Being an Electrical Engineer, it is very much important to know about Electrical safety and what should be the action if someone gets shock. Safety is the first priority in any Industry and it is the responsibility of an Electrical Engineer to make aware of the Electrical safety to his/her subordinate.
In most cases of electric shock and collapse, it is the lungs and the diaphragm (the thin sheet of muscles which lies below the lungs) that stop working and there is a very good chance of revival by applying quickly artificial respiration.
In cases of severe shock, respiration is seldom established under an hour while 3 to 4 hours or more might be found necessary to restore normal breathing. It is, therefore, essential that in all cases of electric shock where the condition of the patient is doubtful or the patient is unconscious or not breathing, artificial resuscitation should be continued until death is diagnosed by a physician or until rigor mortis sets in.
Removal from Contact:
- If the person is still in contact with the apparatus that has given him shock, switch off the electric circuit at once. If it is not possible to switch off the circuit quickly, no time should be lost in removing the body from contact with the live conductor by using Rescue Stick.
- The victim’s body should not be touched with bare-hand; instead rubber gloves should be worn. However, if the rubber gloves are not available the victim should be pulled off from the live conductor by his coat, shirt, etc, if they are not wet or with any other dry cloth or even dry newspaper folded into 3 or more thicknesses.
- Wooden rods or broom handle may also be used to raise the body or to detach it from live conductor. A good plan is to stand on dry board or stool or oh few layers of thick newspaper bundles or even dry sacking and remove the victim from the live conductor.
Immediate Action to Recover Patient:
- When a man has received a severe electric shock, his breathing usually stops. In accidents of this kind, speed may save the injured man’s life. Hence, no time should be wasted in sending for a doctor but the patient should not be neglected during this period.
- The patient should not be placed in such a position which may bring pressure on the burns he may have sustained. He should also not be exposed to cold. Stimulants should not be administered unless recommended by a doctor. Cold Water may be given in small quantities in cases of electric fire or asphyxia and smelling salts, may also be administered in moderation.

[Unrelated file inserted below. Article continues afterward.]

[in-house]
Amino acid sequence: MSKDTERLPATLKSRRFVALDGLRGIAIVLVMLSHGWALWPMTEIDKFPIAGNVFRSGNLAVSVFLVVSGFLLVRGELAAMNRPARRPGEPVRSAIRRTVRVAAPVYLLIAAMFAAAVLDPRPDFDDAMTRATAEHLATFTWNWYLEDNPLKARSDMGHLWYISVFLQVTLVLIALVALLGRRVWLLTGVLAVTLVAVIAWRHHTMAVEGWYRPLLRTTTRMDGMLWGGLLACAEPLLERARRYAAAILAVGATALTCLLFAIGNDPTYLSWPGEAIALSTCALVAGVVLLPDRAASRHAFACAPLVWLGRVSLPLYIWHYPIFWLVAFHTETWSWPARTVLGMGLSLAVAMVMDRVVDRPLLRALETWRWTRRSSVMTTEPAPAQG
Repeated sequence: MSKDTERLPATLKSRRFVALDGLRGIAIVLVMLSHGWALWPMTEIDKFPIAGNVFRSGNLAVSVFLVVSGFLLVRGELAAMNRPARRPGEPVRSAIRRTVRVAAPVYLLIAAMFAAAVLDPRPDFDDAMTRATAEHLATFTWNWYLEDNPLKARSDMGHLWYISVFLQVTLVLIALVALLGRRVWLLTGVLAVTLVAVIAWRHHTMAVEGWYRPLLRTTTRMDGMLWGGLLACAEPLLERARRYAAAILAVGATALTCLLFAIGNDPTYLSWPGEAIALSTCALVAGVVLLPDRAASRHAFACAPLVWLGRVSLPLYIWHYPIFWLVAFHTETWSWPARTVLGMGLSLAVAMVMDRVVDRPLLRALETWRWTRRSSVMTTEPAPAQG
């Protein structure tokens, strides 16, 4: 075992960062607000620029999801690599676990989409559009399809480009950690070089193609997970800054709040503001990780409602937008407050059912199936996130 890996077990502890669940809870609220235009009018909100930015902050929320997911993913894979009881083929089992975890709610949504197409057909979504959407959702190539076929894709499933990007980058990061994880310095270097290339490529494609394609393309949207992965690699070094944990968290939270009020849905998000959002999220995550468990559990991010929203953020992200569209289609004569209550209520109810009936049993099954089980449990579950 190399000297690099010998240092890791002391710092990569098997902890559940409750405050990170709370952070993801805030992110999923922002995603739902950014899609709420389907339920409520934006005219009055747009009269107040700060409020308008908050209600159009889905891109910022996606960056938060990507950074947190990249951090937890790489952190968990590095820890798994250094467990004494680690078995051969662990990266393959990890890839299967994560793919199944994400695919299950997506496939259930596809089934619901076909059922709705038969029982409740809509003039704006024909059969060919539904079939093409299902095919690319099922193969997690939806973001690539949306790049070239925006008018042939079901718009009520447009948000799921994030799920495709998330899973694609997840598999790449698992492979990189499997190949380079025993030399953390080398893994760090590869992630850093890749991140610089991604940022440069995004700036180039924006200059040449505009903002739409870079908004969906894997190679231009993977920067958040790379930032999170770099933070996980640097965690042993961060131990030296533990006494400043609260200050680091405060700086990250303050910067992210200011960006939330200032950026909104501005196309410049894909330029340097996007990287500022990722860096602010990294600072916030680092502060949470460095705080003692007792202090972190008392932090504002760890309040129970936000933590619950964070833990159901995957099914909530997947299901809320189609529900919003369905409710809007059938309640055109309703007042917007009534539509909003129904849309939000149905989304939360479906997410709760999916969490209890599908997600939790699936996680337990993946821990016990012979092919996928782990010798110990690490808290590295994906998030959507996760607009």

- Artificial respiration without interruption, until natural breathing is restored, should be continued. Cases are on record of success after about 3 to 4 hours effort and even more.
- Resuscitation should be carried on at the nearest possible place of accident. The patient should not be removed from this place until he is found breathing normally, and then also moved only in a lying position. Should it be necessary due to extreme weather conditions or other reasons to remove the patient before he is breathing normally, he should be kept in a prone position, and placed on a hard surface or on the floor of a conveyance, resuscitation being carried on during the time that he is being moved.
- A brief return of spontaneous respiration is not a certain indication for terminating the treatment. Not infrequently, the patient, after a temporary recovery of respiration, stops breathing again. The patient should be watched, and if normal breathing stops, artificial respiration should be resumed at once.
- When the patient revives, he should be kept lying down and not allowed to get up or be raised under any circumstances without the advice of a doctor. If the doctor has not arrived by the time the patient has revived, he should be given some stimulant, such as a teaspoonful of aromatic spirits of ammonia in a small glass of water, or a drink of hot ginger, tea, or coffee. The patient should then have any other injuries attended to and be kept warm, being placed in the most comfortable position.
- First aid treatment should be given to all the burns.
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